Washington (CNN) – One day after the end of the deadliest month for U.S. troops in Afghanistan, news from the once under-reported region continued to appear on the front pages of American newspapers and as lead stories on television, as the opposition candidate to the current Afghan President Hamid Karzai announced today he will not participate in a run-off presidential election. With stories this week ranging from whether President Obama will send 40,000 additional forces to Afghanistan, to reports that the C.I.A. is paying off Karzai's brother, the question begs: after eight years of this war, where has all the media coverage been?
Reliable Sources host Howard Kurtz asked this question to a panel of top reporters who answered unanimously the media coverage has been in Iraq, not Afghanistan.
Rajiv Chandrasekaran, associate editor for The Washington Post who just recently returned from Afghanistan, said the Afghan conflict simply doesn't have the number of reporters on the ground that Iraq did.
"I was in Baghdad in 2003, when U.S. forces arrived in that country, and there were probably upwards of, you know, newspaper reporters from 18 different American papers. Every single television network had a bureau there with multiple correspondents. Today, I mean, it's The New York Times and The Washington Post that have permanent bureaus there. CNN has a presence, but other American networks sort of rotate in and out. It [Afghanistan] is still a story that is getting much less coverage than Iraq was early on," Chandrasekaran said.
Barbara Starr, CNN's Pentagon correspondent who reported from Afghanistan in April of this year, said the struggling U.S. economy and financial hardships for newspapers are a contributing factor to the lack of international news coverage.
"I think for the big national news organizations, it's not the same problem it is for the local city newspapers, the regional newspapers, the local TV stations, who are really hit hard by the economy. And it's those hometown newspapers that are really the heart of covering this war in cities across America. Those hometown newspapers are disappearing," Starr said.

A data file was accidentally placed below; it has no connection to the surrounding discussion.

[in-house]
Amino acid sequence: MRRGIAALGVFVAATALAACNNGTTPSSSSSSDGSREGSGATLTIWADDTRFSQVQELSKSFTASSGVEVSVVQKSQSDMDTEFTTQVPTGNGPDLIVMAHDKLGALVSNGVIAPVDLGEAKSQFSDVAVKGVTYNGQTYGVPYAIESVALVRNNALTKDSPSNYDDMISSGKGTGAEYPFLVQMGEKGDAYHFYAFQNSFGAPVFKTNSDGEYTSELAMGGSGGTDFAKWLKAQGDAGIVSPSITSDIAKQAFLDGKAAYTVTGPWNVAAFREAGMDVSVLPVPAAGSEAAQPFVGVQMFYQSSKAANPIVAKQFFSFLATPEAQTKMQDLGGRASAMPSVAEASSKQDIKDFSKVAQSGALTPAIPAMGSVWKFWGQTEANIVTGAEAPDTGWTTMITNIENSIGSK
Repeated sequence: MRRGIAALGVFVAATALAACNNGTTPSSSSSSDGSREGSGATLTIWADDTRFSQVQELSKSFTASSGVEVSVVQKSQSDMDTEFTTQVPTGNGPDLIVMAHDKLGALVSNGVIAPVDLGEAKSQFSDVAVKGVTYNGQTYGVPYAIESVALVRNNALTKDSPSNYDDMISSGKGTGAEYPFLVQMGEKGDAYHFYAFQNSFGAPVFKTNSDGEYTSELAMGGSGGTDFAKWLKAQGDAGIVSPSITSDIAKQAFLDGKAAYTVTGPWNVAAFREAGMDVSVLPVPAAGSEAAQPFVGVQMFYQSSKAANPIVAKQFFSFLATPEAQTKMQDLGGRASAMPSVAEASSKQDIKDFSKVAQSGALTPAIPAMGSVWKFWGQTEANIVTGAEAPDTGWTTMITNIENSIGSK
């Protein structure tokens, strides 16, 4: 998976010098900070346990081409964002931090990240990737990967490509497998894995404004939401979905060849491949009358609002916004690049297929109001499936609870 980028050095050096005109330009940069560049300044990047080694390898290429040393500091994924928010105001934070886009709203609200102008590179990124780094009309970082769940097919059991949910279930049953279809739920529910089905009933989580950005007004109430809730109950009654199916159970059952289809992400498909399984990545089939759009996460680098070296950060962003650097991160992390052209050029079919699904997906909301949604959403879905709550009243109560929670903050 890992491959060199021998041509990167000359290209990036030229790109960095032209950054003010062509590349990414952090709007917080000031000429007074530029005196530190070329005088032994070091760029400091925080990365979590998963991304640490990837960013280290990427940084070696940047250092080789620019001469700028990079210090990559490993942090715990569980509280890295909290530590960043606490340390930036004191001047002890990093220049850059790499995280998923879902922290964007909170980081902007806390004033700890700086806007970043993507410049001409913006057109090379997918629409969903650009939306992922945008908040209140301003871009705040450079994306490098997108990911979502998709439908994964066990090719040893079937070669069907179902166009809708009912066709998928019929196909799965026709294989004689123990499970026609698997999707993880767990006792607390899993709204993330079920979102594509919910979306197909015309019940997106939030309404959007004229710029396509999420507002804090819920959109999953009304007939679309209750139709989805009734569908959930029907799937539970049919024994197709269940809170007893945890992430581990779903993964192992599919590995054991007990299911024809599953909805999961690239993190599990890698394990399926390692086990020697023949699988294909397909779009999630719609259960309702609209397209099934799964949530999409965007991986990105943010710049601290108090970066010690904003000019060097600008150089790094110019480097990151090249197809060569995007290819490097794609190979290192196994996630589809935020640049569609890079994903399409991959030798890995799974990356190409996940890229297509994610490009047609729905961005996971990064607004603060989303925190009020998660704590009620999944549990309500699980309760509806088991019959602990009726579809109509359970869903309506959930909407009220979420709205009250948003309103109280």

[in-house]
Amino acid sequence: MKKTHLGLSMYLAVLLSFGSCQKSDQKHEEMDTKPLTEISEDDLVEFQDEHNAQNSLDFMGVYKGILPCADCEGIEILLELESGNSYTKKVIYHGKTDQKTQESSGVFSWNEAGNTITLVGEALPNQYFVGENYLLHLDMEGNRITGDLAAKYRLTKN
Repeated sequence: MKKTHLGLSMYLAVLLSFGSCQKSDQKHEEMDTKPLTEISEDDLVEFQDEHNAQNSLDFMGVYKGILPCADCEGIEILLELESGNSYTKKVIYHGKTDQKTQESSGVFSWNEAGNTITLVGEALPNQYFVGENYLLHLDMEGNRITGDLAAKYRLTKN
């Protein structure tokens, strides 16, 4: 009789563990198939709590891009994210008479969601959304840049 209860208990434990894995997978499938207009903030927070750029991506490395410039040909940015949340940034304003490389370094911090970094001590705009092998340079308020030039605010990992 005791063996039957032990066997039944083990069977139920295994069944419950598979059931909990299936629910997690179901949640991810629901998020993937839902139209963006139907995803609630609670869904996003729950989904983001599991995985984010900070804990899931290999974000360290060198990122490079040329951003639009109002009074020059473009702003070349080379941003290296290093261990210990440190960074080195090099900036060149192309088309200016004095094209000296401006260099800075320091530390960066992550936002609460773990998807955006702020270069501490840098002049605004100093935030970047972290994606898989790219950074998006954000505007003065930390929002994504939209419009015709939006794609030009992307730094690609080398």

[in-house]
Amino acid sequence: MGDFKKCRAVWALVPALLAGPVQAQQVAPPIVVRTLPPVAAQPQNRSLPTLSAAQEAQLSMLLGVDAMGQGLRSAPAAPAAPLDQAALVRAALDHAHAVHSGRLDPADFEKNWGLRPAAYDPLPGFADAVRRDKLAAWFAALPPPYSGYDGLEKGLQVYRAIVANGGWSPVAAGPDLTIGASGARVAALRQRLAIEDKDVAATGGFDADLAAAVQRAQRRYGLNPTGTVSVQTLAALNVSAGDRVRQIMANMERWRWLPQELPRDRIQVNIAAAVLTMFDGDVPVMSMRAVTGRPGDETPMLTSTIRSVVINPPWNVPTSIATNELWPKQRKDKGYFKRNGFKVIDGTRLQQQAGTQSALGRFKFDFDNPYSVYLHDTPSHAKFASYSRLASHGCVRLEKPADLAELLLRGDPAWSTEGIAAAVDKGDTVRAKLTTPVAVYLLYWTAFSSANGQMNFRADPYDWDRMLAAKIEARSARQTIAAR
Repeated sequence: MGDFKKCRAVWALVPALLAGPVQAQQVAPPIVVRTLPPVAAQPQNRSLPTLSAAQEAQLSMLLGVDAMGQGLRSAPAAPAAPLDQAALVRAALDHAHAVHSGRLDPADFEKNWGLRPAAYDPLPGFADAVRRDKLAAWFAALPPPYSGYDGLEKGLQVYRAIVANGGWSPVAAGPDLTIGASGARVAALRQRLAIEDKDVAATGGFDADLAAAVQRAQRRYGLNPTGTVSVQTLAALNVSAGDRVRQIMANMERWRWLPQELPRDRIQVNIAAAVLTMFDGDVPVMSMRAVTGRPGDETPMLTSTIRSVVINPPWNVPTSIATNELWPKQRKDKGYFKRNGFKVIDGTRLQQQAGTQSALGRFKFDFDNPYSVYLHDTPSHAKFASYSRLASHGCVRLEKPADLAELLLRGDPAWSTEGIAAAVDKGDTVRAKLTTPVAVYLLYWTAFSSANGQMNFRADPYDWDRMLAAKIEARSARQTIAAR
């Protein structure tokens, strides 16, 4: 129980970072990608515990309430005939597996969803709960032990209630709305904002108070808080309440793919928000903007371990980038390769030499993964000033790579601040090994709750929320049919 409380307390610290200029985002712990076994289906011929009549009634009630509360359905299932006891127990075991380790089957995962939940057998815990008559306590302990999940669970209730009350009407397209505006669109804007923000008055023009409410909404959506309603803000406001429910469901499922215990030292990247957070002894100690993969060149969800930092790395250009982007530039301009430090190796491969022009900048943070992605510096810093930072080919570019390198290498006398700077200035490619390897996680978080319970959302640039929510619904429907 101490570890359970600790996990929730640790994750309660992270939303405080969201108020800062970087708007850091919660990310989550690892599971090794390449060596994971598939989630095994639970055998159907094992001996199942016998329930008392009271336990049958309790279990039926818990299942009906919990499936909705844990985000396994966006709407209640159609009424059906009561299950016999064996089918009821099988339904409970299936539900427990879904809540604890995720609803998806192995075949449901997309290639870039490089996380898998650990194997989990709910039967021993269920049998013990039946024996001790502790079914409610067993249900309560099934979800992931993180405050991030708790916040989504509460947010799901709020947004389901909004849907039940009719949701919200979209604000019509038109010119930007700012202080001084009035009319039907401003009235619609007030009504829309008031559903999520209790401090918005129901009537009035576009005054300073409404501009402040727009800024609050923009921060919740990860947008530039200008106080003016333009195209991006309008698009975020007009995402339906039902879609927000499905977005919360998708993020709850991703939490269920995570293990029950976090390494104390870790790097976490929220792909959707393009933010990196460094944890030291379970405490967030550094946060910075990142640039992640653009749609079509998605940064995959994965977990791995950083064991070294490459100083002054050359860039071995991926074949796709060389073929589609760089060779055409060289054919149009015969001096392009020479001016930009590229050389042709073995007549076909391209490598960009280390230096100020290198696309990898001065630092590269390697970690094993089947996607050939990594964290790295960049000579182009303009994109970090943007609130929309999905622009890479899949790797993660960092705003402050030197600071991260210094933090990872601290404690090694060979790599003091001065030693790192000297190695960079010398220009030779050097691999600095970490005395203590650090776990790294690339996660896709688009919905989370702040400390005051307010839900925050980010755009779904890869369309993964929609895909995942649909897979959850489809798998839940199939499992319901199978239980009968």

Terence Smith, a former media correspondent for PBS, said that the change in the amount of coverage of Afghanistan parallels the amount of attention the Bush and Obama administrations paid to the war.
"I think it reflects the administration as well. Afghanistan was the forgotten country. Attention was diverted to Iraq.
News media attention went with it. Now it's back, and rightly so. Now it's a living room war again just as Vietnam was, or a computer screen war, if you like," Smith said.
Starr said another parallel to the coverage of the Iraq war is complaints by senior officials about the lack of positive, uplifting stories in Afghanistan.
"It was astounding to me. This week, for the first time, I had a U.S. military official say to me, 'You people aren't reporting the good news about Afghanistan. Why don't you tell the good stories?'" Starr said. "I got it from a significant place, and it's everything you can do to say, I don't think General McChrystal, Admiral Mullen and General Petraeus would quite agree. These men are all saying publicly Afghanistan is in big trouble. That's the story right now."
Starr and Chandrasekaran agreed that covering Afghanistan has some geographical and logistical challenges that Iraq does not have.
"In Iraq, it was much easier for me to get in a helicopter and go out and see fighting in certain parts of the country,” Chandrasekaran said. “When you're out there embedded, it is so much more difficult in Afghanistan to actually go to different places in a short amount of time and see what's going on."
Smith said the increase in media attention could have an affect on the conflict itself.
"Does it build opposition to the war? Probably, it does," Smith said. " We do have two wars going on. But the attention in Afghanistan, utterly reasonable, given the increase in casualties, U.S. and NATO casualties there. Now, October being the bloodiest month of all. So it's completely to be expected, legitimate, and it's going to have an impact."